So what in the world does this have to do with personality types a la MBTI? As I see it, this is a place in which these principles can be applied, to the great benefit of our students.
We type our children and gain insight into raising them. In order to use this information wisely, though, we must keep in mind both Miss Mason’s example of the crank, as well her exhortation to pursue the Mean.
Let’s take the question that came up last week: do I treat introverts and extroverts differently when it comes to narration? The answer was yes (a little) but mostly no.
Let’s consider one Mean between two extremes. The first extreme is the person who needs to think — possibly for hours — before saying anything at all ever. The other extreme is the person who never thinks before speaking. We all instinctively know that there are times when we need to be able to give an answer quickly. We also know that no one likes to listen to a verbal processor go on and on for hours.
The virtuous Mean is somewhere in the middle.
In this situation, personality typing may show us which extreme a child may tend toward. It’s an oversimplification to say that introverts would be one way while extroverts would be the other, which is why all four letters matter so much.
This is why I see MBTI as a tool. Yes, it helps me know how to reach my child. Yes, it signals to me where he might excel or struggle. But beyond that, I think it shows me where his extremes might be. Certainly not all of them, but still there is so much to be leveraged once I know my child’s type.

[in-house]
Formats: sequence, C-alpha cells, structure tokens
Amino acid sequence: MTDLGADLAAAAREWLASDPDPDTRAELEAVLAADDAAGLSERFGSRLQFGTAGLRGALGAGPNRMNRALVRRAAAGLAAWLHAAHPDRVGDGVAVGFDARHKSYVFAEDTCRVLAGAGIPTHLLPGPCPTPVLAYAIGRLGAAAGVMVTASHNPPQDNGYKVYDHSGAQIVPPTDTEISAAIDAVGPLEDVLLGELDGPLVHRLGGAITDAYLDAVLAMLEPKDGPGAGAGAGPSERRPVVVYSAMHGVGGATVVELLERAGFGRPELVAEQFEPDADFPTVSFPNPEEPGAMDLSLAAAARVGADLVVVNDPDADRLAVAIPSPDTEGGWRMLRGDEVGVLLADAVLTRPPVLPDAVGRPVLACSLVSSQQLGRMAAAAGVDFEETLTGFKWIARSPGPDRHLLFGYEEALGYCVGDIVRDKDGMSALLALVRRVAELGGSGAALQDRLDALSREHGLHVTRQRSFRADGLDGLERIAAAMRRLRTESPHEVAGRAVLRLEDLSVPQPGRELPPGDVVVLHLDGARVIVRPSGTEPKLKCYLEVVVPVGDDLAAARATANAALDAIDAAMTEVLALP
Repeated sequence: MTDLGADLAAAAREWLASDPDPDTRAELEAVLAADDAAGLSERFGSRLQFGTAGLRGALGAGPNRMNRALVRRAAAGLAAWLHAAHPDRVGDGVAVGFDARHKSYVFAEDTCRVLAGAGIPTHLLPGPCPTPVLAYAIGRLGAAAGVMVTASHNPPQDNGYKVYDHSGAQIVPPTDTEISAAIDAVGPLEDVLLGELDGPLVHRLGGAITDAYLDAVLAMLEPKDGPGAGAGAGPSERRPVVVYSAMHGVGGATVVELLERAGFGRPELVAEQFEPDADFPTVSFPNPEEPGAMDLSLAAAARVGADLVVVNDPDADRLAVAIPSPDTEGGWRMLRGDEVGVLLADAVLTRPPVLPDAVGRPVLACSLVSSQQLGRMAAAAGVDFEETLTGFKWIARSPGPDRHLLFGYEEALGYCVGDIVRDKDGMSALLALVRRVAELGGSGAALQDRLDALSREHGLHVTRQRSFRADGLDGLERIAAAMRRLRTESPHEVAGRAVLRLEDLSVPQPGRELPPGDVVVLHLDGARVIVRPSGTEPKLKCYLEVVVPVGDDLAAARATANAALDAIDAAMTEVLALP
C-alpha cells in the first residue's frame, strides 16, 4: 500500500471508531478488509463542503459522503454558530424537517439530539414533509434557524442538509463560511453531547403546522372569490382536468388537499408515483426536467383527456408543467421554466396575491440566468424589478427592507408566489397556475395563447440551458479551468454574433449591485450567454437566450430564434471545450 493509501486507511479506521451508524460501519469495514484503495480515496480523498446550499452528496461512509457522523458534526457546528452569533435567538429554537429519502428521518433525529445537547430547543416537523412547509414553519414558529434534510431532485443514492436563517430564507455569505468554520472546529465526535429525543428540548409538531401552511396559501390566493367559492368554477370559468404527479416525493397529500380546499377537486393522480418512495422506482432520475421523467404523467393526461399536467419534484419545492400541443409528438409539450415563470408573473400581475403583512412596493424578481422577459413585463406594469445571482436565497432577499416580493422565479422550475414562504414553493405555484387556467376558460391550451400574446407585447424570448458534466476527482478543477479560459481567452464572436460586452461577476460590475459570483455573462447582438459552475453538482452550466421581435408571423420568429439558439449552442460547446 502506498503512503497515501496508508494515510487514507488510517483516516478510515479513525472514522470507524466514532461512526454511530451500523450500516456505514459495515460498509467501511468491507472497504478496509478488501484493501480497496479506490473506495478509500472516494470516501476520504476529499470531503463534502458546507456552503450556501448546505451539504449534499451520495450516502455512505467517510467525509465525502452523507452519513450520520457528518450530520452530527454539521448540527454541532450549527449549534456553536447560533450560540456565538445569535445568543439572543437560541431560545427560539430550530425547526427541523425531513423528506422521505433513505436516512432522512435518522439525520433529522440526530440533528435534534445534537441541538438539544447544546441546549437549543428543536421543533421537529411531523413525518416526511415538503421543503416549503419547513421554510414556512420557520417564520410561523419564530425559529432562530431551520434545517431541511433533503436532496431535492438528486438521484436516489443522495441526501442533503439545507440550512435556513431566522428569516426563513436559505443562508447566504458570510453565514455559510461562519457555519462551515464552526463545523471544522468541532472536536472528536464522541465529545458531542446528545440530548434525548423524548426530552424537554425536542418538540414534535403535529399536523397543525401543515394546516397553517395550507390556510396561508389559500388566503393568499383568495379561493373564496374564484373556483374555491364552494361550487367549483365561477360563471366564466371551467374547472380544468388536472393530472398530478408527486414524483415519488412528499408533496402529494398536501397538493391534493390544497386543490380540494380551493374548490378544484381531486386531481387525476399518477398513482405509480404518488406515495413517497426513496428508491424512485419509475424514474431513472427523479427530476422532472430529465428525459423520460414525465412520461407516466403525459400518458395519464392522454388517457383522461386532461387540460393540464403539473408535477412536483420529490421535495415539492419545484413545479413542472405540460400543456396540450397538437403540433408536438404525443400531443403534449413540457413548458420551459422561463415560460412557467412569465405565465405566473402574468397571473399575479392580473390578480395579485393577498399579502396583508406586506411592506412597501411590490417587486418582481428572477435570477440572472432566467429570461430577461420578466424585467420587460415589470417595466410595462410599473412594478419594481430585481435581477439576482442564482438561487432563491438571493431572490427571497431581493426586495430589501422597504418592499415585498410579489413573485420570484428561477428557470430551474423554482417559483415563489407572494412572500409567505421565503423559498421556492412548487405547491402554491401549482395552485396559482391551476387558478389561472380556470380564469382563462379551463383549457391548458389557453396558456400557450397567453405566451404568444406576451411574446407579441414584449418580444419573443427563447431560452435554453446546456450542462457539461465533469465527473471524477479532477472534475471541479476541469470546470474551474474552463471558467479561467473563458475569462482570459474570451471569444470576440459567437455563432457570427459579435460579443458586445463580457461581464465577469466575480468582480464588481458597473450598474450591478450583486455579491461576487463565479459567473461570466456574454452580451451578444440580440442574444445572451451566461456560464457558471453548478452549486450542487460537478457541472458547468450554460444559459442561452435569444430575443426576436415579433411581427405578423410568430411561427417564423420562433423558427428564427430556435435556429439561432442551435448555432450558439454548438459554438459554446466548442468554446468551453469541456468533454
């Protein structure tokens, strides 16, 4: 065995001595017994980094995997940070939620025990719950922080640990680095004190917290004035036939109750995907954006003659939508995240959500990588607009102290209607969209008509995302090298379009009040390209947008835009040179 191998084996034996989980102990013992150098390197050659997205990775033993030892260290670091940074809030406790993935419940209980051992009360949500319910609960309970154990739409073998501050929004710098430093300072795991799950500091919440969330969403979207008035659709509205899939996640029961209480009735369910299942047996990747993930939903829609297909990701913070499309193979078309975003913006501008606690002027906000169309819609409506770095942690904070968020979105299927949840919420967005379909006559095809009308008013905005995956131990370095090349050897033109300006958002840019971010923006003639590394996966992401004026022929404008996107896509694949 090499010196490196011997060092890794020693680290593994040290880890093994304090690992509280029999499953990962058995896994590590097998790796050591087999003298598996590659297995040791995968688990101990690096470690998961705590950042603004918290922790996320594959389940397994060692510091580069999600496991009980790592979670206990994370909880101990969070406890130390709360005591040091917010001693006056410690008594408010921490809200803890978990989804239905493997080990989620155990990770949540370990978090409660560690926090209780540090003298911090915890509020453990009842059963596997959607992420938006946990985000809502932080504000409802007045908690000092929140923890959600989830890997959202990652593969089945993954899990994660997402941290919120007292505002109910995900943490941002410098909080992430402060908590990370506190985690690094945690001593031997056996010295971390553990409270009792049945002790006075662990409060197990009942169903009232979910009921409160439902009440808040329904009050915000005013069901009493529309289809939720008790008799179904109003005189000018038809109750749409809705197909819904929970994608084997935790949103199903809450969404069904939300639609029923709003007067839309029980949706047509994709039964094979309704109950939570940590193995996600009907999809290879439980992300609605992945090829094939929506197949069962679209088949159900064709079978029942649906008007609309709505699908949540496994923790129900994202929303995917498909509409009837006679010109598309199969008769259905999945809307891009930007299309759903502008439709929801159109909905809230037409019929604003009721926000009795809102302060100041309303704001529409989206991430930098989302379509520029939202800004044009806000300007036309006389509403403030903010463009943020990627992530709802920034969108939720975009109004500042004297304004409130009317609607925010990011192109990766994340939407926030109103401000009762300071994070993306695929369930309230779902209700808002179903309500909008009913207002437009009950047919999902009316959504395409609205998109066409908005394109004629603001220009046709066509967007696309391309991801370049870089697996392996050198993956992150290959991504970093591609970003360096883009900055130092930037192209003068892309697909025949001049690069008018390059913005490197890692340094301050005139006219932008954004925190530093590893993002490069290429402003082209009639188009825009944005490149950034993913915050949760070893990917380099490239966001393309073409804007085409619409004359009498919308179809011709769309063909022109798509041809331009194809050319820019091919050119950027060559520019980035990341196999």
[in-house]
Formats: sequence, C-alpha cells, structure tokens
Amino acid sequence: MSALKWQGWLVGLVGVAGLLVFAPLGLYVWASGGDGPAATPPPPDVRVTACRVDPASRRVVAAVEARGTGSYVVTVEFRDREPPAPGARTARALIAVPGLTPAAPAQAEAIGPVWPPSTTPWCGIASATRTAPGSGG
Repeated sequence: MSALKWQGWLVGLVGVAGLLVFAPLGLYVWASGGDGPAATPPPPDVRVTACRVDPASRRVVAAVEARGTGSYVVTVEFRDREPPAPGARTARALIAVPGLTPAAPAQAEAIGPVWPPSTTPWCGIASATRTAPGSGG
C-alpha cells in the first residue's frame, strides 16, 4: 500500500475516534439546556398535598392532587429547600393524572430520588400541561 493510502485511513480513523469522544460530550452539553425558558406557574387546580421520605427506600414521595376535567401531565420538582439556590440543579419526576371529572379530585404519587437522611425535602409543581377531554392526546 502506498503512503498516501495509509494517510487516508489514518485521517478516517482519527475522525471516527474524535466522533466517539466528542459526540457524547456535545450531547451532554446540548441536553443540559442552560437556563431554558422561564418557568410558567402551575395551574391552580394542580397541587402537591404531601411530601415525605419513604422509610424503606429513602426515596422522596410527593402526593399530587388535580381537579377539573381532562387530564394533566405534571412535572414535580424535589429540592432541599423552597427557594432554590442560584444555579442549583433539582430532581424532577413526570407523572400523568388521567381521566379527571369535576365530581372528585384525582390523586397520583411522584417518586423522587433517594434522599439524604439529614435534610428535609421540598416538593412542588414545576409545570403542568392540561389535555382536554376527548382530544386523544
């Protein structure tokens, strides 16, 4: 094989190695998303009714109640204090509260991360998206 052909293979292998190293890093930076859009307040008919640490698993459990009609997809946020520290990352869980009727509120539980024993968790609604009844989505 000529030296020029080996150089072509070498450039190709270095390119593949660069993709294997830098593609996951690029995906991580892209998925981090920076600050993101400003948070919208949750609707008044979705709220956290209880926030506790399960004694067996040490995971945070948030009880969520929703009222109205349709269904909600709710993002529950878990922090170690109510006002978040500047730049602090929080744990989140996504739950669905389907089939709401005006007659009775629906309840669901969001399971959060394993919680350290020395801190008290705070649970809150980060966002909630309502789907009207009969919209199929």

Virtue is something like smoothness. Nothing is jutting out at angles, nothing is caving in or collapsing on one side. Everything is nicely balanced. It’s beautiful.
But we aren’t born virtuous are we?
Instead, we all have bumps and rough places sticking out all over the place, to say nothing of the cavities and holes! The geography of each person is a little different, but the need for sandpaper and patching is evident nonetheless.
The crank is an extreme extreme — so much so that Charlotte Mason admits no one person could completely be one. Still, he is fruitful to think about, especially in regard to our children. You see, Miss Mason believed that once a man became a crank, he couldn’t be fixed:
The whole field of his mind is occupied by his own fallacious reasoning: there is no getting at him later, so we must catch him before he becomes a tiresome person…
If Aristotle’s Golden Mean is a description of perfect virtue — all smooth and round — , MBTI is like a topographical map revealing to us where the excesses and deficiencies might be.
But what is the sandpaper? What is the filling? How does this bumpy object become smooth?
Miss Mason holds out hope for our children in the form of curriculum — specifically a curriculum that is broad:
[W]ide knowledge of men and events is a necessary foundation for convictions which shall be just as well as reasonable.
When the curriculum covers much ground, progresses without belaboring, offers great thoughts — all the while being managed by a mother-teacher who can even out her child’s motives and aspirations — when every lesson does its job of smoothing in a way that is almost imperceptible to both student and teacher because it is so natural, well then … this, my beloved Afterthinkers, is how education can be like sandpaper.
Much and varied knowledge, the habit of study (begun early and continued through life), some acquaintance with the principles of an ordered moral life, some knowledge of economic science, should help in the making of well-ordered, well-balanced persons, capable of living without weariness, and without a disordered desire for notice from other people.
–Charlotte Mason, Formation of Character